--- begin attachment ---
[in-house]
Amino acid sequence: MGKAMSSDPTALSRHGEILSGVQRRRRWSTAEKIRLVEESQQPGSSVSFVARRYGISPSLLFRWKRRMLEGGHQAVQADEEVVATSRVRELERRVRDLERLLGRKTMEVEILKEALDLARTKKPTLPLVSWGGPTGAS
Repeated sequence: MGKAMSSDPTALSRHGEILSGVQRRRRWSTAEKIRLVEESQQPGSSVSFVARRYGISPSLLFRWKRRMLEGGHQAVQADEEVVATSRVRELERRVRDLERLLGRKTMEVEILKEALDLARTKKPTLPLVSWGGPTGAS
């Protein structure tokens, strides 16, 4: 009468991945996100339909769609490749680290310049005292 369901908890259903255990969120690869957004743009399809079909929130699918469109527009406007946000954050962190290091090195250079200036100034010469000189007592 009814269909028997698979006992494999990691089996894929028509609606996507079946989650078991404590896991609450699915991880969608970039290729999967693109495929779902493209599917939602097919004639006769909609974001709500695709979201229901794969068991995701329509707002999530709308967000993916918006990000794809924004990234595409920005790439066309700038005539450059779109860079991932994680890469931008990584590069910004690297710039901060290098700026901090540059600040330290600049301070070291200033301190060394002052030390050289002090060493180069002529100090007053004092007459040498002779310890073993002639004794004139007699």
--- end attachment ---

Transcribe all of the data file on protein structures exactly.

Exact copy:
[in-house]
Amino acid sequence: MGKAMSSDPTALSRHGEILSGVQRRRRWSTAEKIRLVEESQQPGSSVSFVARRYGISPSLLFRWKRRMLEGGHQAVQADEEVVATSRVRELERRVRDLERLLGRKTMEVEILKEALDLARTKKPTLPLVSWGGPTGAS
Repeated sequence: MGKAMSSDPTALSRHGEILSGVQRRRRWSTAEKIRLVEESQQPGSSVSFVARRYGISPSLLFRWKRRMLEGGHQAVQADEEVVATSRVRELERRVRDLERLLGRKTMEVEILKEALDLARTKKPTLPLVSWGGPTGAS
């Protein structure tokens, strides 16, 4: 009468991945996100339909769609490749680290310049005292 369901908890259903255990969120690869957004743009399809079909929130699918469109527009406007946000954050962190290091090195250079200036100034010469000189007592 009814269909028997698979006992494999990691089996894929028509609606996507079946989650078991404590896991609450699915991880969608970039290729999967693109495929779902493209599917939602097919004639006769909609974001709500695709979201229901794969068991995701329509707002999530709308967000993916918006990000794809924004990234595409920005790439066309700038005539450059779109860079991932994680890469931008990584590069910004690297710039901060290098700026901090540059600040330290600049301070070291200033301190060394002052030390050289002090060493180069002529100090007053004092007459040498002779310890073993002639004794004139007699």